It also remained unclear who controlled the country’s crucial main border with Tunisia, the main supply route for the capital. Some rebels claimed it was under their authority. But journalists who have tried to enter through the crossing said it remained in the hands of Kadafi’s forces.
Despite the occasional clashes, rebels appear to have deepened their hold over much of the capital, especially in areas of the city long hostile to Kadafi. In Souk Joumeh, a district near central Tripoli, shops have begun to reopen.
Rebel fighters reduced the number of checkpoints on the streets the city. And volunteers with shovels and pickup trucks were cleaning up mounds of garbage that had accumulated during the days of unrest.
Police stations began to reopen, with security officials elected by local rebel political representatives. An acting police chief in Souk Joumeh said there were few security problems in his district. “There were some instances of robbery, but nothing serious,” said Shokri Dernawi, a former domestic security official who joined the rebel cause months ago. “Only 50% of the people even know the police station is open.”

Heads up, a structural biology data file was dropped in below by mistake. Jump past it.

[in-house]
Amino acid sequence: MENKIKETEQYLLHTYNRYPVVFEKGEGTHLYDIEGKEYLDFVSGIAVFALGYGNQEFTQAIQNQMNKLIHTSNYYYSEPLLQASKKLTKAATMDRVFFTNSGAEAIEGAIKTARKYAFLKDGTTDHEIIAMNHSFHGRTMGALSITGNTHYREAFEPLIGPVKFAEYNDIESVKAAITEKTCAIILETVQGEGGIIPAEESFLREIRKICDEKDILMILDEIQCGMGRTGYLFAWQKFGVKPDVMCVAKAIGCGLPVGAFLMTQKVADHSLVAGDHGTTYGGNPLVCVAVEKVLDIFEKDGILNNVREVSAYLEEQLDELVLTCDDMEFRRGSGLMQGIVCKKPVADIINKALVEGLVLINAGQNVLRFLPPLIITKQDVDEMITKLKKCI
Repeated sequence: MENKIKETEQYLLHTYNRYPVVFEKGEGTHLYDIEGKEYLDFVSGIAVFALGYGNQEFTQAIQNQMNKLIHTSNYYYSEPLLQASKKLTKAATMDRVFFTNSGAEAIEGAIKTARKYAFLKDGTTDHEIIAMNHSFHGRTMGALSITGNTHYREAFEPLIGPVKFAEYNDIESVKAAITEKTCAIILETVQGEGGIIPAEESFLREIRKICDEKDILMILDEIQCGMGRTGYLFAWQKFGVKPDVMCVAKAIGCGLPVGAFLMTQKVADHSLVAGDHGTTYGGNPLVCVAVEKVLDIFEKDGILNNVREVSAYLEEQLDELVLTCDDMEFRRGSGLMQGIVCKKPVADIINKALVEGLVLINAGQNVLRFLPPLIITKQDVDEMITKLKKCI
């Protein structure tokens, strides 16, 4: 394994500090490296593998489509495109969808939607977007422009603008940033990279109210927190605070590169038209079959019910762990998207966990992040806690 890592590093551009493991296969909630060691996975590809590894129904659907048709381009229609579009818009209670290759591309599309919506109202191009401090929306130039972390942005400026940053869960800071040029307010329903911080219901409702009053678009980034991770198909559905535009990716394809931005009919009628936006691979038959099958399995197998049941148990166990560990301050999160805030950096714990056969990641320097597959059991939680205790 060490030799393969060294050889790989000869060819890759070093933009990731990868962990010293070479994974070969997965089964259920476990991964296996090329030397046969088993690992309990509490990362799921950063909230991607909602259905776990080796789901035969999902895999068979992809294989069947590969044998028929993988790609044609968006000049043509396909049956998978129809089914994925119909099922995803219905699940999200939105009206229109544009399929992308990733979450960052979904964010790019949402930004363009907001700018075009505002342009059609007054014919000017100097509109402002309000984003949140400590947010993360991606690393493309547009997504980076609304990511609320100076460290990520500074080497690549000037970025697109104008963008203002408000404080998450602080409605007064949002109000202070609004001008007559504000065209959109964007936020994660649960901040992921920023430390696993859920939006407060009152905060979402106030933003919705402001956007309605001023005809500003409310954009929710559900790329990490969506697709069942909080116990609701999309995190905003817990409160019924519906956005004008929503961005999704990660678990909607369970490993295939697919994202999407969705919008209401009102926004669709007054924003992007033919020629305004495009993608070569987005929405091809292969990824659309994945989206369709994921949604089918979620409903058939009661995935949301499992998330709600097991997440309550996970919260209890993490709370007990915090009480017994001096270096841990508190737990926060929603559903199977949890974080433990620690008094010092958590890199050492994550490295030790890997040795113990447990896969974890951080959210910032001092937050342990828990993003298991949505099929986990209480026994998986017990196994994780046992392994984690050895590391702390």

A group of Italian journalists kidnapped by pro-Kadafi forces and held overnight were released Thursday after the loyalists themselves decided to let them go.
But fighting continued in the city’s southwest, including the neighborhoods of Abu Salim, Hadba and Salahadin as well as districts along the airport road. Reports from those areas suggested heavy gunfire and street-to-street fighting, with residents huddled inside their homes. There was also a gun battle outside the Corinthia Hotel, a centrally located high-rise where many foreign journalists are staying. Witnesses said a sniper in a nearby building appeared to be firing on the hotel and rebels responded in a 10-minute firefight that eventually subsided.
And though some stores had reopened many people complained of a lack of supplies. A pharmacist said he was running out of blood pressure medicine, insulin and baby formula. Fresh produce appeared to be in short supply.